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SOCHI, Russia — In a monumental upset, Shani Davis lost his chance at Olympic history after the Netherlands' Stefan Groothuis claimed gold in the men's 1,000 meters, well ahead of the 31-year-old American, who finished well behind the top group in eighth place.

His non-medal finish stands as one of the most unfathomable results of these Sochi Games: Davis had owned the event since the 2006 Torino Games, when he claimed the first of two Olympic gold medals in a row, and entered the 1,000 final as the clear favorite among a top-heavy list of skaters.

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With a win in the 1,000, Davis would have become the first male speed skater to claim gold in the same event in three consecutive Olympic Games. Instead, it was the Netherlands – again – which came home atop the medal podium.

After finishing fourth in the 1,000 at the 2013 world championships – an event where Davis placed bronze – Groothuis skated a time of 1:08.39, a new track record at Adler Arena. Denny Morrison of Canada, who took silver, finished in 1:08.43, while Michael Mulder of the Netherlands finished third at 1:08.74.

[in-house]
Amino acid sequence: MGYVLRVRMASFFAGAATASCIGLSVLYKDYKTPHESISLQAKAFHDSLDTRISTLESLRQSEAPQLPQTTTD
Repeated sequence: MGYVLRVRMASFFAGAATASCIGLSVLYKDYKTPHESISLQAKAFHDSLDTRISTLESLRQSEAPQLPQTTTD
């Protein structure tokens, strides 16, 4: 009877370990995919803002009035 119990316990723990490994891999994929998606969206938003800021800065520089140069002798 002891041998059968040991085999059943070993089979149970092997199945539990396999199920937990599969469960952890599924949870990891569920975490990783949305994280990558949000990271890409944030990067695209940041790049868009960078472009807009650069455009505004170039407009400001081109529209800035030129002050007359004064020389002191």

Groothuis' gold-winning heat came in the 16th pair, when he was teamed with Germany's Nico Ihle.

In an event where USA was expected to shine, Davis's eighth-place finish (1:09.12) led the way. Just behind Davis was Brian Hansen (1:09.21), who finished ninth, followed by Joey Mantia (1:09.72) in 15th and Jonathan Garcia (1:10.74) in 28th.

It's easy – and for USA, painful – to compare the performance of America's top skaters with the Netherlands' bulldozer-like bullying of all skating competition. Of the nine medals awarded in men's speed skating, eight have gone to the Dutch.

With Davis falling short of expectations, the list of Winter Games athletes who won the same event at three Olympics in a row remains a small one – and all female.

Across all Winter events, this feat has been achieved only by Norway's Sonja Henie, who won gold in figure skating in 1928, 1932 and 1936; USA's Bonnie Blair in the speed skating 500 meters in 1988, 1992 and 1994; and Germany's Claudia Pechstein in the 5,000 in 1994, 1998 and 2002.

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